In the 1970s, we lived on an acreage in the hills near Kamloops. We were 800 feet up and 13 miles east of City Hall. Greater Kamloops consisted of numerous municipalities such as Valleyview, Brocklehurst, Dallas, etc. We had more old grey mayors than Old McDonald’s Farm.

The B.C. government forced an amalgamation. The initial boundaries were imperfect. For example, because our land crossed a section boundary, our well was in the expanded city but our house was not. Such issues were promptly corrected.

The amalgamation was almost meaningless to us. The only change I can recall is that we started to get garbage collection instead of having to haul a garbage can to the nearest dump once a month or so.

There is little to fear from amalgamation and much to gain. I encourage the government to do the deed.

David Stocks


Reorganize, restructure for a regional authority

Jack Knox recently delivered a wonderfully comprehensive, spirited history of parochialism on fire and police.

With our new councils and mayors, can we conjure up an agreement to act? Can they work together on a broad “safety authority” task?

The 13 councils, at their meetings, will need discussions and motions of support. Without broad political acceptance, co-operation between municipalities will always be cumbersome bits and pieces.

Working safety authorities exist in other jurisdictions. Is it not reasonable to ask the boards of our forces of bright, brave and highly experienced fire and police to draft a statement of intent specific to Lower Island situations?

Can each of these statements move to their councils, so we can have appropriate words to submit in an integrated request to the province? One has to believe it would be even easier if the province provided our 13 the form, structure and details of the request that they will require for consideration, for presumably Treasury Board and cabinet consideration.

The rest of serious merging and integrating can follow.

I favour the Capital Regional District area providing the full regional co-operative governance used in the rest of B.C. since the 1960s, initially setting rural and urban demarcation, for which we already have the Urban Containment Boundary, then building opportunities into a merged and integrated operation within a reinvigorated regional district structure.

The $750,000 for a citizens’ assembly for Victoria and Saanich alone can be reassigned. As with the approach on a safety authority, people involved at all operational levels already know what is required.

I’ve suggested rank-and-file workers can easily be promised their jobs are safe, including the general boundaries of their work locations.

Sure there will be change, but like our fire and police, these need to be bottom-up processes for the demands of each function, not citizen or politically driven operations.

Isn’t it true, after all, that reorganizing and restructuring is the lifeblood on which bureaucrats survive?

Colin Millard


Another kick at the ball might be needed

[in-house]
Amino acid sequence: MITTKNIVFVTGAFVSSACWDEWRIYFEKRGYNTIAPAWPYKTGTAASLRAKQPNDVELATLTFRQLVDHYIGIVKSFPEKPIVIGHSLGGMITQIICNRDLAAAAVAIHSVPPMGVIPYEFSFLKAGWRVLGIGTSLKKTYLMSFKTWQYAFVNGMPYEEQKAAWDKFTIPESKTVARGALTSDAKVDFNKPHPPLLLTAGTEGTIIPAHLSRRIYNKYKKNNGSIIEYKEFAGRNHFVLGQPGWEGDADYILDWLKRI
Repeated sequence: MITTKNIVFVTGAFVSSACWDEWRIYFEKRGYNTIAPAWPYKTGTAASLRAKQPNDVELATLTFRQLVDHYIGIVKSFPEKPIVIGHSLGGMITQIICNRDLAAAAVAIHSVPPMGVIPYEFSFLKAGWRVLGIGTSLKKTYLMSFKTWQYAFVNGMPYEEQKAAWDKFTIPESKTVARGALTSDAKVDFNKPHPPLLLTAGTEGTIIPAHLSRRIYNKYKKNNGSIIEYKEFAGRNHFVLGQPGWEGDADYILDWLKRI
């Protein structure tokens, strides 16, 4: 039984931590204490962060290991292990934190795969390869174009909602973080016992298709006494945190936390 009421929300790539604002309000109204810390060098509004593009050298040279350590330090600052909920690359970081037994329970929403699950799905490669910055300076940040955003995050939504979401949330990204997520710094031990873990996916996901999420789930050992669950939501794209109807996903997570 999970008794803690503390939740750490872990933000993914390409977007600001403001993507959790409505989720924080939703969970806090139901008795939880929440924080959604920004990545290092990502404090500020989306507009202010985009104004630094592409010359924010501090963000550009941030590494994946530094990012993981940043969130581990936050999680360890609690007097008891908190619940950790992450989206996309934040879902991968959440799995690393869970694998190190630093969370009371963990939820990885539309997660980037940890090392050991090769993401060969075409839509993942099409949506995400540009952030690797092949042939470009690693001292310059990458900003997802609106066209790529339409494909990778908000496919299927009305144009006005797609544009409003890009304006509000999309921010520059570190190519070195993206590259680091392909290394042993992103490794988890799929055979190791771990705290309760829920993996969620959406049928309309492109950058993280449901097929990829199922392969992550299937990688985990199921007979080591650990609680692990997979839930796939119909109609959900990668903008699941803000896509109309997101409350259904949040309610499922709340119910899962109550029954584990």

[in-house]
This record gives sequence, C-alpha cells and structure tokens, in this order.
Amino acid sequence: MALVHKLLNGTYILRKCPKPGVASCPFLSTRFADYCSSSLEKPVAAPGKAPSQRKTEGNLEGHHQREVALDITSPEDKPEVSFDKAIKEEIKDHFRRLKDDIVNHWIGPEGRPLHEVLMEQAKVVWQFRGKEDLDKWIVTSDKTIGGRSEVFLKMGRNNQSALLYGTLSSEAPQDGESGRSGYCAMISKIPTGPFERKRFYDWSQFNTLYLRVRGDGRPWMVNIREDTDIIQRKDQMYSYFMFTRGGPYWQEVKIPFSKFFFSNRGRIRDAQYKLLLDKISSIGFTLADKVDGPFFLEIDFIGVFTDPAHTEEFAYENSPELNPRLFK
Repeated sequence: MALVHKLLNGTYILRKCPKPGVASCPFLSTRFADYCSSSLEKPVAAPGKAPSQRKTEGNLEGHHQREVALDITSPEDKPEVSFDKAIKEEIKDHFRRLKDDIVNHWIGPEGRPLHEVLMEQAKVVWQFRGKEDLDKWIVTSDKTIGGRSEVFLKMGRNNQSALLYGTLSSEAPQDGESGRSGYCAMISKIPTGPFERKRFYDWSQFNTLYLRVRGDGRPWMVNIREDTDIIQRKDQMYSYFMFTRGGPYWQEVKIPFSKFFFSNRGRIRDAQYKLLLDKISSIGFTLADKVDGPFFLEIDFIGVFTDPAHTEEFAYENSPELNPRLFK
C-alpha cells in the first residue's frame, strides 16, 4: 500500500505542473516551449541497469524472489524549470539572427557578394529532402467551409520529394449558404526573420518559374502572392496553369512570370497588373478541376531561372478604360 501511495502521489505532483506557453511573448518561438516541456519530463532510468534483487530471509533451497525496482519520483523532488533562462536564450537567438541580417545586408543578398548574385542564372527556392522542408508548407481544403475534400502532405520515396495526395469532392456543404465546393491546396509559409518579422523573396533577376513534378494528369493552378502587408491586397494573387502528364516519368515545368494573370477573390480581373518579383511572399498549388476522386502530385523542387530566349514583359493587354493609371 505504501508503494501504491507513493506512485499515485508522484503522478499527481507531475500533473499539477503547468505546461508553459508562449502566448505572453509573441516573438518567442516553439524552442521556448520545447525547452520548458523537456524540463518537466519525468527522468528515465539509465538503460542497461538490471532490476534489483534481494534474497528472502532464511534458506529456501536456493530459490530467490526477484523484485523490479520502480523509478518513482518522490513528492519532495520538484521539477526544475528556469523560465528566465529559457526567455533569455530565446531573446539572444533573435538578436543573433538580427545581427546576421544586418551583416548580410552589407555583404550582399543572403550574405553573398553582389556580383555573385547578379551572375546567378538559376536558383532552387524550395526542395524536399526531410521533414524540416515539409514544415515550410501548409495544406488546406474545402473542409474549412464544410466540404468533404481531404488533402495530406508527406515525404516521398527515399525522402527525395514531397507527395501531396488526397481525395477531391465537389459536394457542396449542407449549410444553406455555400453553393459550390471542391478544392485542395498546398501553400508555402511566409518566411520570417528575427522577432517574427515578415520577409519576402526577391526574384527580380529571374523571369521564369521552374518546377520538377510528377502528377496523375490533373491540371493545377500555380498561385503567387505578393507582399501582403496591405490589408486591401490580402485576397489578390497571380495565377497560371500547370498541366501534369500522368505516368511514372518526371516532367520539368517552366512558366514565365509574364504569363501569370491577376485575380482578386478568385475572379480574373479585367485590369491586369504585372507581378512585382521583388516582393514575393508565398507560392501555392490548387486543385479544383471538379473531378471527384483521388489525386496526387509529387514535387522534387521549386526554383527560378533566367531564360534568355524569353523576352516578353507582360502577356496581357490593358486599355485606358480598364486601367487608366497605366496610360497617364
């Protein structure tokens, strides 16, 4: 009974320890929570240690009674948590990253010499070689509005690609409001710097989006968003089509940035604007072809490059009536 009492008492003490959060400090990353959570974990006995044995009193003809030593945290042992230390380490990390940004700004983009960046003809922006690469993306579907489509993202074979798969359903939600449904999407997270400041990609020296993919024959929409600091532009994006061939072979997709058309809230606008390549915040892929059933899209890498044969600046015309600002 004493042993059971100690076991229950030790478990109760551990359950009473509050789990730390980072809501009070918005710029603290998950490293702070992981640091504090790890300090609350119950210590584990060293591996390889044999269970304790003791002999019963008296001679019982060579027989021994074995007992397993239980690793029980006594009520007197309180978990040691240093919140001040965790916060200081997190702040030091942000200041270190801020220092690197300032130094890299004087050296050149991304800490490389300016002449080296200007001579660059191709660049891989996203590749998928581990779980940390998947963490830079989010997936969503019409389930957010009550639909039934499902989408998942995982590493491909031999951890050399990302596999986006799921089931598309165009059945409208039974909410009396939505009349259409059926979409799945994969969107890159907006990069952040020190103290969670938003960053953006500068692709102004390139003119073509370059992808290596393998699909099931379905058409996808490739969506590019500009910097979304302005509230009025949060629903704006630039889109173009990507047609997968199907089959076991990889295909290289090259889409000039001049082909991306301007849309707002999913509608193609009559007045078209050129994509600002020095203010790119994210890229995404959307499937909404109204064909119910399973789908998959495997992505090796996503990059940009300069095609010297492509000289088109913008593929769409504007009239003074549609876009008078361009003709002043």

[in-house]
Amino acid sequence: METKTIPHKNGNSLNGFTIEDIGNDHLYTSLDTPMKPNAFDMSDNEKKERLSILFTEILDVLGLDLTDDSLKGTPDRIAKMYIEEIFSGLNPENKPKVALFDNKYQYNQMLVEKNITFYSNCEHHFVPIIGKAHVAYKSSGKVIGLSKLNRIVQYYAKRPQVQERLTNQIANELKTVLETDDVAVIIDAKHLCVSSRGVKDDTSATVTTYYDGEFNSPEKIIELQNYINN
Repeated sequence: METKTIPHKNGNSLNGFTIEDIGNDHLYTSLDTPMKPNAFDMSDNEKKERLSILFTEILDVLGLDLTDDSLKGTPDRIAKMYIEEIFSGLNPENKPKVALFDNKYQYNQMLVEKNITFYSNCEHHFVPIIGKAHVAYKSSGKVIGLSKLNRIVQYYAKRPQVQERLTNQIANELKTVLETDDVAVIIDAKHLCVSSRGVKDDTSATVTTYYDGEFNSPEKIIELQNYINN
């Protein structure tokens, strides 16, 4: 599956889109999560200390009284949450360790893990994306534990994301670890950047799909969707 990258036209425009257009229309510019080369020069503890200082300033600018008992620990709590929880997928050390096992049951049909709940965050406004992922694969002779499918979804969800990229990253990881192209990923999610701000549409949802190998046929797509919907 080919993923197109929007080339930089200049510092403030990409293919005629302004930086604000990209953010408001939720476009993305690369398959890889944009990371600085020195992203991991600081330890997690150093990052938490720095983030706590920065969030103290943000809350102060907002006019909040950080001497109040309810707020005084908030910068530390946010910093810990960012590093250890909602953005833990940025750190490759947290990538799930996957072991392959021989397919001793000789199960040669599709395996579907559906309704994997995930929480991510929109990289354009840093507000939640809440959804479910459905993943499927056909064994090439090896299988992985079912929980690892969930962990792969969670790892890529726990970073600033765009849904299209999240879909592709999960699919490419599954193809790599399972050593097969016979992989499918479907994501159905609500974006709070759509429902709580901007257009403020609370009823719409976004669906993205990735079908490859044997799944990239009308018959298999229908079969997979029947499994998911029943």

Doesn’t the B.C. Liberal party know that, globally, when someone says they’re a United fan it means Man U (Manchester United)?

I look forward to listening to my Liberal friends who are also Liverpool fans (the scousers) saying that they love/support United!

Surely the Liberals can do better than that.

Denis Hanson

Oak Bay

Want a soccer name? Here’s a better one

Now that the B.C. Liberals have chosen a soccer name, I’m disappointed that they didn’t pick a more appropriate one.

Wanderers comes easily to mind.

John Stonehouse


Register your affairs with the government

I was intrigued to read a snippet a few days ago of the appointment of a new minister of women’s affairs. I didn’t know that such a ministry existed.

My question is whether a woman who plans an affair has to seek government’s approval, does she have to be explicit and name participants, or can she get a licence to have as many affairs as she likes over a certain period of time — maybe a tax year?

By disclosure, “affairs” have never been part of our agendas during 60 years of marriage, and are unlikely to be in the future.

Just curious.

Bryan Holmes

North Saanich

Canada’s ranking on the list of world polluters

So Canada has made the list of polluting countries ranking close to the bottom in the entire world.

We produce more garbage per capita than our southern neighbour, drive too many heavy fossil-fuel-guzzling noxious greenhouse-gas-spewing vehicles, and through our oil and gas production create more particulate-laden air pollutants than even China.

One positive note, though, at least we made the list. That’s something isn’t it?

Steve Hoffman



• Email letters to:

• Mail: Letters to the editor, Times Colonist, 201-655 Tyee Rd., Victoria, B.C. V9A 6X5

• Submissions should be no more than 250 words; subject to editing for length and clarity. Provide your contact information; it will not be published. Avoid sending your letter as an email attachment.

push icon
Be the first to read breaking stories. Enable push notifications on your device. Disable anytime.
No thanks